This week, our Scenes of the City photo series takes us to SF’s Fleishhacker Pool, once the largest pool in the world. In its heydey, it held 6 million gallons of water and could accommodate 10,000 swimmers. It was so large that the life guards needed row boats. Fed by saltwater from nearby Ocean Beach, the pool was equipped with gaudy diving towers, swings and diving boards.
Fleishhacker Pool, taken in 1925, courtesy of a private collector (note the Pool House in the background left).
Built in 1925, the pool was the vision of philanthropist banker Herbert Fleishhacker. After several decades of high times, the pool succumbed to outflow drain problems after storms.
For this week's "Scenes of the City" we're adding to our ongoing series of street portraits of different San Francisco neighborhoods (check out Castro Street Portraits here). We staked out at Washington Square Park in North Beach and captured some of the people milling about.
On their way to a "vintage optical store" on Polk Steet, Lee (left), 20, and Sara, 22, enjoyed each others company at a bus stop near the park.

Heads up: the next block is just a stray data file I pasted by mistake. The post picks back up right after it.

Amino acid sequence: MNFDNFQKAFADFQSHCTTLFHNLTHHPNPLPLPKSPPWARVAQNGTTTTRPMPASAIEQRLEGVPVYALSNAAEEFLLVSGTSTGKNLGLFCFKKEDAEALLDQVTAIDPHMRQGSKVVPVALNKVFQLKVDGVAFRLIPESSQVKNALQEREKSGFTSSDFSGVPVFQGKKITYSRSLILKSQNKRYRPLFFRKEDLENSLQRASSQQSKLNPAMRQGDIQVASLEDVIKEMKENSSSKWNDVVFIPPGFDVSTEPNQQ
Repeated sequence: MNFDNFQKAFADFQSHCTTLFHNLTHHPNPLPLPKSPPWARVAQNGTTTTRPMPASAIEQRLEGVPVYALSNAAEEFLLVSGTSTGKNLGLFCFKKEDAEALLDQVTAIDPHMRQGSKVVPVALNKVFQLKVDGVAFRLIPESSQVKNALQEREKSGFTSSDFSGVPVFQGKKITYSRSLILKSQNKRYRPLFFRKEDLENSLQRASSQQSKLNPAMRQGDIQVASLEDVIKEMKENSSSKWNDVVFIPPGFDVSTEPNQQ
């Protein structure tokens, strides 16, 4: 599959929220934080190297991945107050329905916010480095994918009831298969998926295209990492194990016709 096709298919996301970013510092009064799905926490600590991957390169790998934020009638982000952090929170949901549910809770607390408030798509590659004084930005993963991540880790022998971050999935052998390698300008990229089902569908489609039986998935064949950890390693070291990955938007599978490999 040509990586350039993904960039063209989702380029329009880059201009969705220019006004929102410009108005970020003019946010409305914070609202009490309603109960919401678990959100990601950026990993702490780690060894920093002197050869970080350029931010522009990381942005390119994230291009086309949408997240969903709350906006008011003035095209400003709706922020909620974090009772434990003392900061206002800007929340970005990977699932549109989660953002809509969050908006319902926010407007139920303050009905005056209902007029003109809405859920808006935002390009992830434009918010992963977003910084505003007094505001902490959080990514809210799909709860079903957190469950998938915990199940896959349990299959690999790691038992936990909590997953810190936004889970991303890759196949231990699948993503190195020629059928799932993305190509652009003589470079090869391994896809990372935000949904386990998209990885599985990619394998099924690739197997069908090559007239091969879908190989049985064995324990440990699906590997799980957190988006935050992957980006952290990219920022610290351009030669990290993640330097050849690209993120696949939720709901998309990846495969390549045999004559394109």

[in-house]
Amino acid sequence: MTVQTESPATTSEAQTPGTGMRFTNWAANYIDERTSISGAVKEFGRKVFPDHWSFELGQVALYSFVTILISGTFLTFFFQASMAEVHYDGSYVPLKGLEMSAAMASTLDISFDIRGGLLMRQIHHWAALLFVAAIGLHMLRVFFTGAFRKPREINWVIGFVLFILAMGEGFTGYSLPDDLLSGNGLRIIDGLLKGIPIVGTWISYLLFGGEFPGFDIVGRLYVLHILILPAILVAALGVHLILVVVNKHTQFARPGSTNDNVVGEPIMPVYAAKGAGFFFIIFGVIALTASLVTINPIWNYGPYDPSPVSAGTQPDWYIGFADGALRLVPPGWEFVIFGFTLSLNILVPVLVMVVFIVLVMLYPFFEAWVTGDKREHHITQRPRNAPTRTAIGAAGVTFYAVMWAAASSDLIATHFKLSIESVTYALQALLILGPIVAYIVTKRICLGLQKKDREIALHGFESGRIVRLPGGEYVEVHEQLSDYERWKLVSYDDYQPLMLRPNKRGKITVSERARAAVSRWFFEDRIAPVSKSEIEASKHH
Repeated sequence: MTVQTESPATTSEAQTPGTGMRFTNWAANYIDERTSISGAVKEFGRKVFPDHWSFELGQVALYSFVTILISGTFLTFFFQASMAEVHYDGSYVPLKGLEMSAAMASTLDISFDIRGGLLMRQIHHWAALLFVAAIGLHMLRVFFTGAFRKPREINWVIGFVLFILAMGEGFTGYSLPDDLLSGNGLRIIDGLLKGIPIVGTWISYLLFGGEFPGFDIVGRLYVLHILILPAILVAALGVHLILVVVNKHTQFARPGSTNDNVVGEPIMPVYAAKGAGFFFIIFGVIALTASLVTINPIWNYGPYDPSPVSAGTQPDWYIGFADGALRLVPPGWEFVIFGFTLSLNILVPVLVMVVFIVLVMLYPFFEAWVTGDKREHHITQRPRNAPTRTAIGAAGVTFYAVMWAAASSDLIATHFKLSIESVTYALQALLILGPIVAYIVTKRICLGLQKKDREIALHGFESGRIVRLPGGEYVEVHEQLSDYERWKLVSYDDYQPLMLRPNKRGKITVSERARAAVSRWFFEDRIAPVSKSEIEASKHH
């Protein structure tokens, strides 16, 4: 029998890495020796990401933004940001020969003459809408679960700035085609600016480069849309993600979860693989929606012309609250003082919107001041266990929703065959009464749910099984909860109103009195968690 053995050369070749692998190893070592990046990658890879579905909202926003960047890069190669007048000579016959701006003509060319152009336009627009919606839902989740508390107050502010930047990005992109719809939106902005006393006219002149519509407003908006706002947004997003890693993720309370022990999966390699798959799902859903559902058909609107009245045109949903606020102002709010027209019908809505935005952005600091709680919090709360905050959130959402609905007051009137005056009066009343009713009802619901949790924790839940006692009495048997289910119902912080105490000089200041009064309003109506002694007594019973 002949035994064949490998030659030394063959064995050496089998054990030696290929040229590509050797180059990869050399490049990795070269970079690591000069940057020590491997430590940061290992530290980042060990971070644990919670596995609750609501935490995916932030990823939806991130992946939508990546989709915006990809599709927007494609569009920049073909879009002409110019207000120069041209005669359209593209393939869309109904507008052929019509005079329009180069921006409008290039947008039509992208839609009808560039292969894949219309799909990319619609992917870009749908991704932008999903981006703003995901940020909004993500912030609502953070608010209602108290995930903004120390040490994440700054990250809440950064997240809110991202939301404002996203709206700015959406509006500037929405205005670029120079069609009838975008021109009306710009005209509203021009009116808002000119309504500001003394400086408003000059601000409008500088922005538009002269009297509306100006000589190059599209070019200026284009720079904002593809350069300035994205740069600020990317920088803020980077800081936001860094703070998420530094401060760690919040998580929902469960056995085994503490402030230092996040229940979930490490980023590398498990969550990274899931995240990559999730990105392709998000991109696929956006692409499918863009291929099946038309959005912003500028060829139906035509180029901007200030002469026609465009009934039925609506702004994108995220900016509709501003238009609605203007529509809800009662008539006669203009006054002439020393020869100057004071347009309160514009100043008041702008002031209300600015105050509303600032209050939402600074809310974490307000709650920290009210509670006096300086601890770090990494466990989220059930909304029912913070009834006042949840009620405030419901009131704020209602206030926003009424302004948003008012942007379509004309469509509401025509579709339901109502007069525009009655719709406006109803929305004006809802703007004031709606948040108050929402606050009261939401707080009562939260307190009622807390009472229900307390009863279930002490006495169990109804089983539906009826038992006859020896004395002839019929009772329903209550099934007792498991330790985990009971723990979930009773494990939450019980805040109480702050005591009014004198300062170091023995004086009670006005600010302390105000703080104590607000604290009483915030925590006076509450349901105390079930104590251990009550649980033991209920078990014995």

A couple enjoys the view from Twin Peaks.
In this week's edition of Scenes of the City, we're celebrating Valentine's Day with some appropriately lovey images. While 7x7 did not ask each and every one of these people if they were "in love" (which might have gotten awkward) they all appear to be sharing a moment with a special someone or two.
For this week's "Scenes of the City" we attended the Meet Your Cougar Valentine Party at 111 Minna. Although the scene was a bit like an awkward high school dance at times, as the drinks flowed, people loosened up and the cougars and cubs came out of their dens.
Upon stepping into Artillery Apparel Gallery, you're immediately faced with a huge, gold framed easel, holding a t-shirt, stretched like canvas, in various stages of painting. This is no upright screen-print job, but rather, hand-painted t-shirts by Artillery AG's owner, Ivan Lopez.
Lopez is straight up, born-and-bred Mission hip. After studying Industrial Design at Pratt and selling his shirts on street corners in NYC, he returned to SF and open Artillery AG right in his hometown hood -- the Mission.
Currently on exhibit until April 17 at the SFMOMA, Exposed: Voyeurism, Surveillance, and the Camera Since 1870 explores the watching me, watching you phenomenon as it has evolved since the early days of the camera. In an era when cameras and recording devices are ubiquitous, impacting norms around privacy and exclusivity, this exhibit is more relevant than ever.